Waiters and Waitresses - It is not necessary to tip the servers if you have already paid a gratuity in your contracted price. Check to ensure whether a service charge is included in the caterer’s contract. If there is no such provision then you should expect to tip 15% - 20% of the total food bill. Although it is not expected for you to tip individual serving staff if you decide that a particular individual has provided you with first-class service then feel free to give that server an additional tip.

Catering/Venue Manager – Traditionally the caterers and venue management will calculate a tip into their cost estimate, in the form of a service charge. Check your paperwork and if in fact a service charge has not been included then you should allow 15% - 20% of the total bill or $1 - $2 per guest.

Bartenders - Usually you will find that the bar manager will add a service charge to the bar bill. If this is not the case then you might want to tip the bartenders 10% of the total amount of the liquor bill. This amount can be shared out between them equally if there is more than one bartender.

Seamstress/dress fitter - Although it is not customary to tip your seamstress or dress fitter if you feel that they have made an extra special effort on your behalf then tip them between $15 - $30.

Wedding Planner - Wedding planners work for a set fee and will not expect a tip. If you want to show them how grateful you are for their hard work in planning your wedding then 10% of their total fee is adequate.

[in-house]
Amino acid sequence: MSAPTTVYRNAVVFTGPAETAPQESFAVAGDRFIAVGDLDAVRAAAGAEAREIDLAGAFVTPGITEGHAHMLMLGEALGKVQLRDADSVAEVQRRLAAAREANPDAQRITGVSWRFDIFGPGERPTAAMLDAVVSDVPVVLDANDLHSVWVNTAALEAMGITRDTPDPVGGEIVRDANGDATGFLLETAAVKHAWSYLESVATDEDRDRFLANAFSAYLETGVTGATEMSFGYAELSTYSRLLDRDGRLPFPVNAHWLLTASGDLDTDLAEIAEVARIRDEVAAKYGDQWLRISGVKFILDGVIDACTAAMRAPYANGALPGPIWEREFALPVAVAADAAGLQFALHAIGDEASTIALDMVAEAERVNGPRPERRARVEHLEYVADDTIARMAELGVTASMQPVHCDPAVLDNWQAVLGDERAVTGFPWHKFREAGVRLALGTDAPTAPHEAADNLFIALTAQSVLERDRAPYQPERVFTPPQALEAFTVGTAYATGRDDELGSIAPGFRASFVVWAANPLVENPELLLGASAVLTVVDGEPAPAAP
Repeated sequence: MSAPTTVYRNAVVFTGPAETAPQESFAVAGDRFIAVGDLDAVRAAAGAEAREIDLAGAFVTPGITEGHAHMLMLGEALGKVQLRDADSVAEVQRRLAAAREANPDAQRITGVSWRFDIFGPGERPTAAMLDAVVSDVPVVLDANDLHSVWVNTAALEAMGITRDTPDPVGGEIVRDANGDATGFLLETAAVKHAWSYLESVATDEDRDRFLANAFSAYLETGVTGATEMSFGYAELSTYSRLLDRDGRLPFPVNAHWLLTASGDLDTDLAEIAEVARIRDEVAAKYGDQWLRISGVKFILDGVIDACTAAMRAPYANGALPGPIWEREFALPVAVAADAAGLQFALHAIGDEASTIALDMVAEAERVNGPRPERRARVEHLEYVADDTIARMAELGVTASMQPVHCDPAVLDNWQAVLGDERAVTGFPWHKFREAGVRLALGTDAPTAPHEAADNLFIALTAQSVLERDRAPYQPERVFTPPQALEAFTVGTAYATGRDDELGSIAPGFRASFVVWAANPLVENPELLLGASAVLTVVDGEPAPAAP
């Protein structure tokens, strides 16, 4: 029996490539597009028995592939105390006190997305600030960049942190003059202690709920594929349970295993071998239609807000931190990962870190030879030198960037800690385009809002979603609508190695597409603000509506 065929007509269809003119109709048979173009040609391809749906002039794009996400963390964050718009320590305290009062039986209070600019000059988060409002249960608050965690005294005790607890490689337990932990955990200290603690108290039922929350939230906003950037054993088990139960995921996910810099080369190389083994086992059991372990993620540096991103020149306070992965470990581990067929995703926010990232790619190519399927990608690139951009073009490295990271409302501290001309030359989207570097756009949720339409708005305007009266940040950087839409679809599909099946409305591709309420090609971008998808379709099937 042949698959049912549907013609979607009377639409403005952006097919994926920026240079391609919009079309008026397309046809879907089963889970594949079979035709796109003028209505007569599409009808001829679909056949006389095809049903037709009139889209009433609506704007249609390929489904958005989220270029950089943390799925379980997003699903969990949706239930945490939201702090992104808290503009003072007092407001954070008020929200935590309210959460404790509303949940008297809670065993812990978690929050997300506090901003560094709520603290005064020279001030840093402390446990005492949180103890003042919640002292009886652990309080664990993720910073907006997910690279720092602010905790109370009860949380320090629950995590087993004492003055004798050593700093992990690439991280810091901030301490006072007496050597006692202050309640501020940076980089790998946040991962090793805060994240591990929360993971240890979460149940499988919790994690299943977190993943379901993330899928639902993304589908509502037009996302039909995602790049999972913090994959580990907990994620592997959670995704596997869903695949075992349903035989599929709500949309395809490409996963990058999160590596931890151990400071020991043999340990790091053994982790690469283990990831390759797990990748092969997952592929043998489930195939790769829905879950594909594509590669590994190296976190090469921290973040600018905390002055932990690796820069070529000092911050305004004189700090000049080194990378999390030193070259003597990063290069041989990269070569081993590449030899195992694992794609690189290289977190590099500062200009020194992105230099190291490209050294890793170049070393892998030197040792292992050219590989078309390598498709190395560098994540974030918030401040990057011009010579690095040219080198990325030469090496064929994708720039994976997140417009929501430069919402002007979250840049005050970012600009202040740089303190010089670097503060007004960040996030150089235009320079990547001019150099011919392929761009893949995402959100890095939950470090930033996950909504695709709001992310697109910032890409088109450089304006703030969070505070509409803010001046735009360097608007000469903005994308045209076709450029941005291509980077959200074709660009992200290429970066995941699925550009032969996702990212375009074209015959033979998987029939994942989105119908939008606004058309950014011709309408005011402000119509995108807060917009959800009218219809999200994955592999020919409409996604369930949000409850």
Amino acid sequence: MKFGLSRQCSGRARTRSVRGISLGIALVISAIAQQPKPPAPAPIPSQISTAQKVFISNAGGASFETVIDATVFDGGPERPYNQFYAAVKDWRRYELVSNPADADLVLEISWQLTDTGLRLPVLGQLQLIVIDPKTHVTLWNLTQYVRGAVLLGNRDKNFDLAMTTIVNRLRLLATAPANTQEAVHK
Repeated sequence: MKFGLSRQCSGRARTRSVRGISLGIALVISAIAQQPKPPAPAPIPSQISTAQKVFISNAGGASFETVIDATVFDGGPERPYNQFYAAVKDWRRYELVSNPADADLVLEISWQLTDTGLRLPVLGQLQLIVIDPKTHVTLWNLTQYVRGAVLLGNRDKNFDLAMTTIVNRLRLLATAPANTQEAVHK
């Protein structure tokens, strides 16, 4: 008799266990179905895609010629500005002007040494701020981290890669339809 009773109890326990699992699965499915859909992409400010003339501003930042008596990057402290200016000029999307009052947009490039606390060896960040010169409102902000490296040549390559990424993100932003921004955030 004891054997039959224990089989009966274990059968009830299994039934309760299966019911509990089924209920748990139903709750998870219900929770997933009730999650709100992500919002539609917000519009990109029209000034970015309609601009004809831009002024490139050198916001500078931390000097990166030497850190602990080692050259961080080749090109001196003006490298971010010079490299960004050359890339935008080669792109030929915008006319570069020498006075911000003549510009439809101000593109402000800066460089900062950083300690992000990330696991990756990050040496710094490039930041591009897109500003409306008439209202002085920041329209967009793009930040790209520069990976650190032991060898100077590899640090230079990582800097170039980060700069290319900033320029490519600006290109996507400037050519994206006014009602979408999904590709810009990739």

Wedding Planner Assistant - If your wedding planner has an assistant who is present the day of your wedding it is customary to tip them for their contribution to your wedding day, a tip of $50 - $100 is standard.
Delivery Staff (including Florist, Bakers etc.) - Staff responsible for your flowers and wedding cake do not expect to receive a tip. You will have agreed to pay their set fee and that is sufficient. However if you feel that they have provided you with exceptional service and/or outstanding quality of products then a tip of $10 - $15 per person is adequate.

Church Organist or Church Musician - This fee is usually included in the rental fee for the church. You should check your paperwork and if this is not the case you should tip them between $25 - $40 per person.

Musicians - Live musicians do not expect to receive a tip but if you consider their performance at your reception to be exceptional and worthy of a tip then you should allow $20 - $25 per band member.

DJ - As with the musicians, if you consider the DJ’s performance to have made your wedding reception swing then a tip in the range of 15% - 20% of their fee is appropriate.

Photographers - While most photographers do not expect a tip if you want to reward them for their good work on your wedding day then this should be between $50 - $100.

Contracts - read the small print